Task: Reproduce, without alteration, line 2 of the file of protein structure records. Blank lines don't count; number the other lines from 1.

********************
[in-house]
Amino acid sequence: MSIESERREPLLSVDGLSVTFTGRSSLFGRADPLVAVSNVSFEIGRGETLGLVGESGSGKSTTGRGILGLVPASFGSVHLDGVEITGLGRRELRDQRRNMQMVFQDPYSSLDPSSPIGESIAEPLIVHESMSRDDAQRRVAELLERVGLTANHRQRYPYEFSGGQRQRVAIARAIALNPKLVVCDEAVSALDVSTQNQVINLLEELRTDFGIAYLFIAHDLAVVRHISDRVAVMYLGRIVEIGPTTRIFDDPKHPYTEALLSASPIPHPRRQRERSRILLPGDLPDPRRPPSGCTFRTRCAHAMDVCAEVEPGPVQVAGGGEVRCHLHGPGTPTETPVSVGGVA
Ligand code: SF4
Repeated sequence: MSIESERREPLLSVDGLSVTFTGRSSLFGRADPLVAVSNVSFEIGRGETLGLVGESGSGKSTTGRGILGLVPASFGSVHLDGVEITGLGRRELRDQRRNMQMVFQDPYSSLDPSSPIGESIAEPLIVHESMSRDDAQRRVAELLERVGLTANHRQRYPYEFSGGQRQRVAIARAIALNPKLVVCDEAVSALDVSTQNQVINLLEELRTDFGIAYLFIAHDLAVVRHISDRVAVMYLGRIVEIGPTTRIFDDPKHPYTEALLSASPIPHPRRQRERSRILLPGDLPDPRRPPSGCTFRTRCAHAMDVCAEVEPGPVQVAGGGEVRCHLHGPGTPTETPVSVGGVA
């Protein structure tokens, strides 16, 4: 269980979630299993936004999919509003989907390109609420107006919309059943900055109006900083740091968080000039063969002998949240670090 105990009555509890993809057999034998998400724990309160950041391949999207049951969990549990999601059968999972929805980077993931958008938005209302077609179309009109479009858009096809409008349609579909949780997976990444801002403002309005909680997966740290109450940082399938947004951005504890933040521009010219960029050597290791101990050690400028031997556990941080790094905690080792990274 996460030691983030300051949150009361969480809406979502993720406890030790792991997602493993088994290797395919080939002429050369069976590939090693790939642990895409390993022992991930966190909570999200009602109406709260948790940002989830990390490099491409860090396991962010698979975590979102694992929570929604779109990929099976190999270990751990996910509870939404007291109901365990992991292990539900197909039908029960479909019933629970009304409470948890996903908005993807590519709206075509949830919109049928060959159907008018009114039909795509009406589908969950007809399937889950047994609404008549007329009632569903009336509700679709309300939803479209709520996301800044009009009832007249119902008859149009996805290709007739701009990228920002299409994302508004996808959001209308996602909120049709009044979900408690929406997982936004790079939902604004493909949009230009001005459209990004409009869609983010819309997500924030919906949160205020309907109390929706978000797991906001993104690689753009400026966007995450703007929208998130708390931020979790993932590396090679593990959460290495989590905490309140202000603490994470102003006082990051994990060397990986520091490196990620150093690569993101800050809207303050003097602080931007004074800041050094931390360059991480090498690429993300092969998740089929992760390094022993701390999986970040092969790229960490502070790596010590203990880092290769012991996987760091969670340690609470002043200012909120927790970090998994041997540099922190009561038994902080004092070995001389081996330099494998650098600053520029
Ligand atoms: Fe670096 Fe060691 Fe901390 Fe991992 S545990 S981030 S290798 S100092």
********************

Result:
Amino acid sequence: MSIESERREPLLSVDGLSVTFTGRSSLFGRADPLVAVSNVSFEIGRGETLGLVGESGSGKSTTGRGILGLVPASFGSVHLDGVEITGLGRRELRDQRRNMQMVFQDPYSSLDPSSPIGESIAEPLIVHESMSRDDAQRRVAELLERVGLTANHRQRYPYEFSGGQRQRVAIARAIALNPKLVVCDEAVSALDVSTQNQVINLLEELRTDFGIAYLFIAHDLAVVRHISDRVAVMYLGRIVEIGPTTRIFDDPKHPYTEALLSASPIPHPRRQRERSRILLPGDLPDPRRPPSGCTFRTRCAHAMDVCAEVEPGPVQVAGGGEVRCHLHGPGTPTETPVSVGGVA